In infrared spectroscopy, you shine different wavelengths of light on some molecules. These molecules absorb part of the light’s energy at specific wavelengths and reflect or transmit the rest.

One way to think about this is with flowers and colors. For example, when many wavelengths of light from the sun shine on a red rose, the rose is very good at absorbing every wavelength/color except red. The red light reflects off the petals, which is why the rose appears red to us.

If we know the color and intensity of the light we’re shining on a flower or plastic bottle and the color/intensity we get back, we can use the differences to identify more of these flowers or bottles, like a fingerprint.

Using machine learning, we can find the NIR fingerprints of many plastic materials. We then “train” computers to identify plastics based on new NIR signals compared to other plastics’ NIR signals. This training helps the technology recognize materials in soda bottles, understand how they differ from takeout containers, and separate them accordingly.

In our first paper, we used machine learning to connect our plastic signals to certain properties (like how dense and crystalline polyethylene is). Typically, you measure density by weighing plastic in different liquids and comparing differences. It’s a very slow and tedious process.

However, we showed that you can find almost the same information using reflected light—much faster. On a recycling line, time is crucial.

You can apply this method to large and small samples. This is cool because it shows that if we set things up carefully, we can get more information from these light-based measurements.

This is still very preliminary work and doesn’t apply to all types of plastics yet. So, we can’t just shine light on any plastic and know its exact properties, but it’s an exciting start. If we can scale it up, it could save recyclers and manufacturers a lot of time and effort in quality control steps.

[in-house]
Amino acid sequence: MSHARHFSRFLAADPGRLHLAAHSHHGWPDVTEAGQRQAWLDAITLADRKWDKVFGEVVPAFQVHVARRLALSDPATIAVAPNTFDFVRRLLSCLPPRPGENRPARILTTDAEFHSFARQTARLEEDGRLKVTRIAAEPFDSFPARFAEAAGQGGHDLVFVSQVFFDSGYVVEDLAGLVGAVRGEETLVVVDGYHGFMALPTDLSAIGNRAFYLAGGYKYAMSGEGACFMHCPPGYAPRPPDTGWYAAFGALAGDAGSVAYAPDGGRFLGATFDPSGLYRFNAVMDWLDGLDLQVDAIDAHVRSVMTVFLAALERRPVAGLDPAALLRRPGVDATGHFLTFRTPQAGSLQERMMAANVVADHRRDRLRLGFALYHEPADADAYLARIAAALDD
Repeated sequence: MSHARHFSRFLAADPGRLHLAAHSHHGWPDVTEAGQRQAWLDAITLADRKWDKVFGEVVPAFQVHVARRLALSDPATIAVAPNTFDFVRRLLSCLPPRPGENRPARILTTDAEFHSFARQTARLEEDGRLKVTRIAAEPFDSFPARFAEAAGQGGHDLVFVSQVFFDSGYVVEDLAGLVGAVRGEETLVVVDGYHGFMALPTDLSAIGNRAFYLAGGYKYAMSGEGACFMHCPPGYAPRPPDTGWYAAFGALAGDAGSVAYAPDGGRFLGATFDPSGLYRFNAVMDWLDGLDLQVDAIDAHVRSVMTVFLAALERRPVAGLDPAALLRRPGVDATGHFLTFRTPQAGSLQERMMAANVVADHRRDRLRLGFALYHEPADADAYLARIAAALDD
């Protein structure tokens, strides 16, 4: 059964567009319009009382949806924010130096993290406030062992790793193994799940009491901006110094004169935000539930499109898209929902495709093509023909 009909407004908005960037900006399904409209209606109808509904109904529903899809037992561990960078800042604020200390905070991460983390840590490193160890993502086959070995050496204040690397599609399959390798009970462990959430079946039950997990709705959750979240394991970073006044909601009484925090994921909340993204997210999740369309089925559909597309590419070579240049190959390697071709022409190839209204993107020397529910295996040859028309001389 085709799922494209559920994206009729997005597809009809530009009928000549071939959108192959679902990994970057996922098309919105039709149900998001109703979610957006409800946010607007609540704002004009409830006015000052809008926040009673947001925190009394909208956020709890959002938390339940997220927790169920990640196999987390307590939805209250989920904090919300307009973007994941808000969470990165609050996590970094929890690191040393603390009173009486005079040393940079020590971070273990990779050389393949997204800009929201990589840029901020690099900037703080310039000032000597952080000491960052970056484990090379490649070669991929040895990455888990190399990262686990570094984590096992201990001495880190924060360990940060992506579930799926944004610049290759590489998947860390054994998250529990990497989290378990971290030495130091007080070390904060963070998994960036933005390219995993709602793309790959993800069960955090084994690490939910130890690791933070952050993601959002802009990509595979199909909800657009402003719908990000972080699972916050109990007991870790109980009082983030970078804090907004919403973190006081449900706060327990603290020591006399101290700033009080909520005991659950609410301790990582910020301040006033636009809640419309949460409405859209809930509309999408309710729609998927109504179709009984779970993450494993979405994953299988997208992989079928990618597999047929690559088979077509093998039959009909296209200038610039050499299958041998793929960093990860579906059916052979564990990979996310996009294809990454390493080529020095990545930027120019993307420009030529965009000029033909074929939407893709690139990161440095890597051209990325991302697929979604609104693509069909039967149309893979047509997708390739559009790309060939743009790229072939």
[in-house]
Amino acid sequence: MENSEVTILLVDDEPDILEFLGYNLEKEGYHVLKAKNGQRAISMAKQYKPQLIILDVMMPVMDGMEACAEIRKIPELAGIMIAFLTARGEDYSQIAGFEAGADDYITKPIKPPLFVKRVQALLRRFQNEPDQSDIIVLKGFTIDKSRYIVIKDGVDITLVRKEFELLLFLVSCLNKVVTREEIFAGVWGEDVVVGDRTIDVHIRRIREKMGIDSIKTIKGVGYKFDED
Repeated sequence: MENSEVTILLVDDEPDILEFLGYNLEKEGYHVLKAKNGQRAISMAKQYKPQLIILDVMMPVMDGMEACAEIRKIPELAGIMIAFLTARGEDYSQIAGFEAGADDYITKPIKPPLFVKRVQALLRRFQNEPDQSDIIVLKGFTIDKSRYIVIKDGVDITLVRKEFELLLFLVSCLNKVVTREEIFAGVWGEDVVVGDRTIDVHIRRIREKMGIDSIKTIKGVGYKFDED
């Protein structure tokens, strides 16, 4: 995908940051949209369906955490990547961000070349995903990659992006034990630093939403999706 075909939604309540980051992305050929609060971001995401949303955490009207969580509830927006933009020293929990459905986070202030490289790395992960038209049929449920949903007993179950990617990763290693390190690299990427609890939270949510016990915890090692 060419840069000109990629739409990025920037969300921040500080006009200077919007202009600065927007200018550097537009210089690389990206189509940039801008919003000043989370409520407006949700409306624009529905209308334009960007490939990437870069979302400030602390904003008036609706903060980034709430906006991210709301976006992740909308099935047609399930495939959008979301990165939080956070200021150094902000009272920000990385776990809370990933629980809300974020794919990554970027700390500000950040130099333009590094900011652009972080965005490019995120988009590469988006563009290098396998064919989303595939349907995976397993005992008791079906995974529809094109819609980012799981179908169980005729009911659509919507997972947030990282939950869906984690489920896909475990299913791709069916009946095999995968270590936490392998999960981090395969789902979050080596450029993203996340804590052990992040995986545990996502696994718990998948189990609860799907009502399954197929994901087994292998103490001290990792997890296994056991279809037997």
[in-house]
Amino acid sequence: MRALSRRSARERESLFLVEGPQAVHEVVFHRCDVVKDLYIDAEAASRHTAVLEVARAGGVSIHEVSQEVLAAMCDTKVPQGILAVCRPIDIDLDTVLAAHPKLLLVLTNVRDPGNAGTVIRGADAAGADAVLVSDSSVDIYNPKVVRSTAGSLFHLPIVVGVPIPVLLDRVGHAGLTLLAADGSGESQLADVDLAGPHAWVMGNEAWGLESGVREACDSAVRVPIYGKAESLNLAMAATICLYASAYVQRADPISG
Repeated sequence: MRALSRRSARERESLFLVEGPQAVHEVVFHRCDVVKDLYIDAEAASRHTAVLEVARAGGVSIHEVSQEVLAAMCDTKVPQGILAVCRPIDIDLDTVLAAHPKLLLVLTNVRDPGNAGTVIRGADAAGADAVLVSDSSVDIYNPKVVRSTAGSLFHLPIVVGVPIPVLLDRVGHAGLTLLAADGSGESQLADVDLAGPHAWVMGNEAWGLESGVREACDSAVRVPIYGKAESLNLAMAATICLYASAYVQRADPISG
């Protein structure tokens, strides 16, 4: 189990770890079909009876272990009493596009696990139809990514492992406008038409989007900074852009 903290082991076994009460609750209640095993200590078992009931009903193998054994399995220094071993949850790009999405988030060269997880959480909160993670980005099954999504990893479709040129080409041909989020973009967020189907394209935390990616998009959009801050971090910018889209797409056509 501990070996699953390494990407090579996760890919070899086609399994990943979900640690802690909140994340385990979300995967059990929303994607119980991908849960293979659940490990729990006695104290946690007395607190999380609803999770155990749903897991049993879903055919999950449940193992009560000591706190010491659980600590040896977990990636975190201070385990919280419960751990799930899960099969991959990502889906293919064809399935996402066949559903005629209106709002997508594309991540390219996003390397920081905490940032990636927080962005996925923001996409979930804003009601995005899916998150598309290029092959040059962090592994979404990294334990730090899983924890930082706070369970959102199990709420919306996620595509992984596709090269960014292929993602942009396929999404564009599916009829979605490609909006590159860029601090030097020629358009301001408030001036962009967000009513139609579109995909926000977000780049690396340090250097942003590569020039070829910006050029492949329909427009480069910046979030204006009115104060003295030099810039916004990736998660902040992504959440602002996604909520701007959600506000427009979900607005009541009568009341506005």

Since publishing this work, I’ve been delving into how to handle all the data from these measurements. You end up with very different data based on the shape of the plastic and whether the sample is a pellet, powder, or bottle.

This is because light still reflects, but it reflects in different directions depending on the plastic’s shape. Imagine the reflections on a clear pond versus a pond with many ripples. Then, you can add pigments and preservatives that might really change the signal. This doesn’t make the data wrong, but it can affect sorting. You can think of it as categorizing photos of people in black and white versus the same people in black and white, color, comics, and paintings.

To tackle this, the team has been expanding our dataset, and I’m looking at mathematical fixes to put powders, pellets, and colored plastics on the same playing field. If we can do this, identifying which plastic is which using machine learning becomes easier.

To make this research more broadly useful, I’m working to show we can sort those tricky polyolefins. Using my current method, we’ve reached 95% to 98% accuracy in sorting these plastics. We’re doing this with processes that almost any recycling facility equipped with NIR can quickly start using.

Many recycling facilities might already be using similar algorithms, but this work provides an extra level of refinement, focusing specifically on difficult-to-sort polyolefins.

If we can effectively sort these, we can reuse them with fewer processing problems, making recycling more profitable. Then, hopefully, profits can drive better recycling habits, and we can start turning our linear economy into a circular one.

Recycling as a Puzzle to Be Solved

I’m a problem solver, jumping from one puzzle to the next.

Besides polymer research, I’ve worked on drug delivery systems for ovarian cancer, and now I’m using artificial intelligence (AI) and machine learning.

I love doing good while solving complex problems. Sustainability and bio-friendly materials have been a beautiful theme throughout my research career.

You might not initially see the connection between biomedical research and plastics. But drug delivery systems can help create really cool materials with applications beyond medicine. Plastic work can also enhance our understanding of DNA, proteins, and collagen in our bodies.

Now, with the explosion of AI, we have new tools to do materials research faster and more efficiently. It’s an exciting time in the field of sustainable materials!

The Future of Sorting Research

I’m currently finishing a two-year contract at NIST and looking for the next puzzle to solve.

However, I plan to stay connected with NIST as an affiliate to help other researchers use my techniques.

I hope to help the broader recycling community use data analytics to improve our recycling and help clean up our planet.